Place names depict the Geography, History, Linguistics, and Society of territories all over the world. Urban place names tend to focus on social dimensions: they reflect the society and individualities of different times and communities, their distribution, political struggles, economic interests, and domination strategies (Berg & Vuolteenaho, 2009; Calvet, 1974: 79–86; Guillorel, 2008; Higman & Hudson, 2009: 18–19; Shohamy & Waksman, 2009: 313–315).

In the case of Metro Manila’s Hispanic social place names, Intramuros is the city core, an administrative and military walled district closed to other social activities. Around Intramuros, the central financial powers and activities are depicted in Binondo, followed by upper-class leisure activities and nonprofit organizations. Names referring to work activities are scattered all over the map, still following some patterns, and the outer spatial ring is occupied by rural activities and transport-related place names.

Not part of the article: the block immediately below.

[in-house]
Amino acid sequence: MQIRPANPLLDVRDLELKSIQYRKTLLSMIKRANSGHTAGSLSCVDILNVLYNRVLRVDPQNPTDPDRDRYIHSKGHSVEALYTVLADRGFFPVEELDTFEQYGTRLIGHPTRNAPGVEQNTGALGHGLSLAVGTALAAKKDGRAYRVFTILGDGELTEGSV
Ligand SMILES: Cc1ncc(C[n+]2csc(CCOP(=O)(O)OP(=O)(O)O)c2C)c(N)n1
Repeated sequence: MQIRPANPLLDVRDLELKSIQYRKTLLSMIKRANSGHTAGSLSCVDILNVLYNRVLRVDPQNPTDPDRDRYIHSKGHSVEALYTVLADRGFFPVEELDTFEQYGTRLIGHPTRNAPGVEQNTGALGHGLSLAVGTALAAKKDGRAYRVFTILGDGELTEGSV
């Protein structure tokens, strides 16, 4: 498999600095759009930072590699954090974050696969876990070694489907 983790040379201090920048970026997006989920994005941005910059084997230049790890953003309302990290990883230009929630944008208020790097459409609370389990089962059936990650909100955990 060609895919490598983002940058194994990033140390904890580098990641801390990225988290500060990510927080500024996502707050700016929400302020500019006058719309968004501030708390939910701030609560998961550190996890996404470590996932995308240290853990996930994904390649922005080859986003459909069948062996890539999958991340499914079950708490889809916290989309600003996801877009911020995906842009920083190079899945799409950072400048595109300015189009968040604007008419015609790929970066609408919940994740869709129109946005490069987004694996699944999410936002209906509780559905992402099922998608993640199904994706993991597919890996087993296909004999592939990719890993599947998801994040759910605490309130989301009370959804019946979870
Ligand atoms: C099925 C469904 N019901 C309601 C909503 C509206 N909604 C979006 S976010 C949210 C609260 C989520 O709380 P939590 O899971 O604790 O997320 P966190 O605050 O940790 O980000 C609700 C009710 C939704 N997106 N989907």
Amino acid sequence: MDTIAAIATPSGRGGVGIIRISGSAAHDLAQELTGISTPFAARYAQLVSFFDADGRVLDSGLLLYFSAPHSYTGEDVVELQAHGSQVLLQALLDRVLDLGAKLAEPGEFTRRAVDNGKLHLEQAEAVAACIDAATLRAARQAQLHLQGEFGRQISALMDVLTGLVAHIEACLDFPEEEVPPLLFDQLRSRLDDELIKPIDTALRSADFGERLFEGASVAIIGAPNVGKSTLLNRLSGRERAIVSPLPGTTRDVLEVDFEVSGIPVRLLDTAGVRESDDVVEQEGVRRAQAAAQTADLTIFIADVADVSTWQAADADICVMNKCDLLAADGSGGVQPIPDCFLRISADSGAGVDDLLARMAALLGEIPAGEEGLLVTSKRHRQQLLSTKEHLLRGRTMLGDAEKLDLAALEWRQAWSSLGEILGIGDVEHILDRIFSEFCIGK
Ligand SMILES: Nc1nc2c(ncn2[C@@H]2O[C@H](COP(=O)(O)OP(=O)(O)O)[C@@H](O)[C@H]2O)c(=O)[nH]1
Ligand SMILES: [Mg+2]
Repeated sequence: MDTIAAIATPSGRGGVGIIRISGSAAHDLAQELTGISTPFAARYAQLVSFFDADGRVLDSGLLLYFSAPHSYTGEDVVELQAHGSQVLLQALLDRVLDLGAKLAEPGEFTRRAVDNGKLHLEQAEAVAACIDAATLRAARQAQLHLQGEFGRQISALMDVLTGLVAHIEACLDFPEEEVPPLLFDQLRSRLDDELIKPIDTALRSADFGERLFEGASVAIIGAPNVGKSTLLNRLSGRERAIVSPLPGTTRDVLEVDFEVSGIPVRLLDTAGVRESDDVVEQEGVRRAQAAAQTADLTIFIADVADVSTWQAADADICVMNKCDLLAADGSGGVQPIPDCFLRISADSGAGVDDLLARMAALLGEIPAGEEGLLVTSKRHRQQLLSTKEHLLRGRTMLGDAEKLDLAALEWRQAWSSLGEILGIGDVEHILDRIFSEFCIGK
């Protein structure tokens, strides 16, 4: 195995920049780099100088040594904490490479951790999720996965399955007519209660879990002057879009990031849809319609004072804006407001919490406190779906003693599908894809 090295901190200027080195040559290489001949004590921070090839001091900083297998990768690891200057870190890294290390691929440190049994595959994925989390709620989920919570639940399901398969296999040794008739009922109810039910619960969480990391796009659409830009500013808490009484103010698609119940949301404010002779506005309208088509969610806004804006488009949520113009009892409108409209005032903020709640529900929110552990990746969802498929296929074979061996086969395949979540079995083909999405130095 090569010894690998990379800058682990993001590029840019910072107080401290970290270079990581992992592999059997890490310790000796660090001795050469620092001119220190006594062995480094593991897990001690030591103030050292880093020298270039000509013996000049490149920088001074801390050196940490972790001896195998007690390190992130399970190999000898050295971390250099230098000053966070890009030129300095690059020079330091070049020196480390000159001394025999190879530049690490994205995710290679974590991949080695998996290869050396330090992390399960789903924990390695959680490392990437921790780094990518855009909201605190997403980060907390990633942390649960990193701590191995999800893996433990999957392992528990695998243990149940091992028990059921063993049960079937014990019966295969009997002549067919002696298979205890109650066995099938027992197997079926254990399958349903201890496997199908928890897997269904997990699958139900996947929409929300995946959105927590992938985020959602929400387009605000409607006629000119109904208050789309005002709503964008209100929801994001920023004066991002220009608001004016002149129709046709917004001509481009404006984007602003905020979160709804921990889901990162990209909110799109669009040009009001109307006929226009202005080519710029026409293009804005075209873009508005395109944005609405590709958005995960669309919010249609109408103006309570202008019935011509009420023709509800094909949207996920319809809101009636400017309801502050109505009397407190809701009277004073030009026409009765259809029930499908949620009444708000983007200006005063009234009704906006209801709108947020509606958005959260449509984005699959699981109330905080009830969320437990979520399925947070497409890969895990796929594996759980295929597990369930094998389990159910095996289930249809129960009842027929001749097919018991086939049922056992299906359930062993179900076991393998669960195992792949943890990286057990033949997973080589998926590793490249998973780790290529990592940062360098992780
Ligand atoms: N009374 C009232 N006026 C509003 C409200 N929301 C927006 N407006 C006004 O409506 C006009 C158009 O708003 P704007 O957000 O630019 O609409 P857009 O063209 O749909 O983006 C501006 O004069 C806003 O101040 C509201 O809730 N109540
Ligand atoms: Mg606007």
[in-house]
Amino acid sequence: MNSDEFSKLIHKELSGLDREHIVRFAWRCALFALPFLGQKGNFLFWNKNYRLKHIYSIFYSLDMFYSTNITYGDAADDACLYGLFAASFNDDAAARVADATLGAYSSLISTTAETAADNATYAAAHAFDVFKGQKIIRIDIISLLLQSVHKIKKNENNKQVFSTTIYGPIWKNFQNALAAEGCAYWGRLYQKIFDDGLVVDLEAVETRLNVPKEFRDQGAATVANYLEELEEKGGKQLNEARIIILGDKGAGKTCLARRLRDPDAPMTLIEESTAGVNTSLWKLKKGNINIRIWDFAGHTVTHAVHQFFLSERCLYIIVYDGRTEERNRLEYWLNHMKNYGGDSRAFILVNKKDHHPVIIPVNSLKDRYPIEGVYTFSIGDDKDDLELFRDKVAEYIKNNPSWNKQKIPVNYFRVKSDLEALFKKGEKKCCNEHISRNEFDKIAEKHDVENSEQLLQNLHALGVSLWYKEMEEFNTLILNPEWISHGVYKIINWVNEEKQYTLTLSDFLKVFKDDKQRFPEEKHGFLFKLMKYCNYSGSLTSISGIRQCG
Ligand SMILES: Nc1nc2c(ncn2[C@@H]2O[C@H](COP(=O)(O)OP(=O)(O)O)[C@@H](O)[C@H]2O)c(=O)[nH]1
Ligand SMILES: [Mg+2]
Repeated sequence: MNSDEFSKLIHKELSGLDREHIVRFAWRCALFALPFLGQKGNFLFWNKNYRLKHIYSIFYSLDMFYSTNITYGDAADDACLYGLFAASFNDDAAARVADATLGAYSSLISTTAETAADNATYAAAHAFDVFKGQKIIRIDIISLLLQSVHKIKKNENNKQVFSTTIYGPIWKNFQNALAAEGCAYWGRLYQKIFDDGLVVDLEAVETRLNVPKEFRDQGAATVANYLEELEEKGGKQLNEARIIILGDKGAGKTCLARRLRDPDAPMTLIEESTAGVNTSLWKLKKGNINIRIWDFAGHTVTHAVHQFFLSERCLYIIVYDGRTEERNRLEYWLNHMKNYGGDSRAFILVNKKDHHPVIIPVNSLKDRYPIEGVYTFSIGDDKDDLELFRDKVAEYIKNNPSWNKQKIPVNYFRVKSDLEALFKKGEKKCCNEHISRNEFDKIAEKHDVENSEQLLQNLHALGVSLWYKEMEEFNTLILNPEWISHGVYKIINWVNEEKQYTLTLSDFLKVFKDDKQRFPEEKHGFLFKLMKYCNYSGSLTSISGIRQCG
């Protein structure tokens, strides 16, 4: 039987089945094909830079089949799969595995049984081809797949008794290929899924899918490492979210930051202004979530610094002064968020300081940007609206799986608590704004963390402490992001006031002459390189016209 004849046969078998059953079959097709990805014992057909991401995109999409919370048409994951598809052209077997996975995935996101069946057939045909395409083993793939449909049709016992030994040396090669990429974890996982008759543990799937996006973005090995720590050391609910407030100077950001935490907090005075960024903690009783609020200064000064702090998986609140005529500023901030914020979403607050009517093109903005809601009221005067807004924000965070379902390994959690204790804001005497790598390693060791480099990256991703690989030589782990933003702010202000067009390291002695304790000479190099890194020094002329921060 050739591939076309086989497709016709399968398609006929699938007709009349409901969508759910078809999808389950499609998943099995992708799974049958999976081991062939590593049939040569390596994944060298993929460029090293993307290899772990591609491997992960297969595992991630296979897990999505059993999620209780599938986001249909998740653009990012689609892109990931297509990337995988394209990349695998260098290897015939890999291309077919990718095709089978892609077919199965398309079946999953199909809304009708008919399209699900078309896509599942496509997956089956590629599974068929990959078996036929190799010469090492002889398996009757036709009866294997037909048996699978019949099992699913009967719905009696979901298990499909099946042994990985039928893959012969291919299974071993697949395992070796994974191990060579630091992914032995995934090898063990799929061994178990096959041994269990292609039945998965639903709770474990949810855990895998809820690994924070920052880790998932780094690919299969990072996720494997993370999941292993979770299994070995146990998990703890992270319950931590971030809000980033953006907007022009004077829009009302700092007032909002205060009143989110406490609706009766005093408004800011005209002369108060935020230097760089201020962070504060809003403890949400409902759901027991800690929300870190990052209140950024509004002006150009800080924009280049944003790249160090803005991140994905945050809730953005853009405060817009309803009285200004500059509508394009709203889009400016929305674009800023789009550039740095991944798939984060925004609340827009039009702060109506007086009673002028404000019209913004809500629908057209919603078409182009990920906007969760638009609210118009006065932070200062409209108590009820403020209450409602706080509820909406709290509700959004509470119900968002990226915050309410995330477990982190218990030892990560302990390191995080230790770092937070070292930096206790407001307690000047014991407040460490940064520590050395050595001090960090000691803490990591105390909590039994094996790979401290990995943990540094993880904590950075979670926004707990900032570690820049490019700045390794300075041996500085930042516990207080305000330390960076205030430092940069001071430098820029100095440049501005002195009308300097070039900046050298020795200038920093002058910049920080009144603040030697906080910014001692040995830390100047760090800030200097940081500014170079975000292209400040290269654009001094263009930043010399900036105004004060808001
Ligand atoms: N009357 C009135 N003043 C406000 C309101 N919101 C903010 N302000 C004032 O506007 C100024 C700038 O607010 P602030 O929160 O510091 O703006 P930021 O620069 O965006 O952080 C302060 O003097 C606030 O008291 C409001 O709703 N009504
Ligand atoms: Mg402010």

Nowadays, Manila’s growth and changes in historical place names have blurred the toponymical reflection of social distribution in the colonial city, but they have not eradicated it. Preserved Hispanic Metro Manila’s place names still reflect the history and society of the urban congregation with its core at Intramuros — the political, military, and religious center — surrounded by Binondo and Ermita — economic powers — and with rural and transport-related activities on the outskirts.

4. References


Adkranz (2014). Political map of Metro Manila, Philippines. link

Bach, John (1920). City of Manila, Philippine Islands. Bureau of Commerce and Industry. link

Berg, Lawrence D., & Vuolteenaho, Jani (Eds.) (2009). Critical toponymies: The contested politics of place naming. Farnham: Ashgate.

Caiña, Lauro Zyan F. (2013, April 13). Marker to elevate Battle of Malinta amongst renowned historical hightlights. Tayo na, Valenzuela! link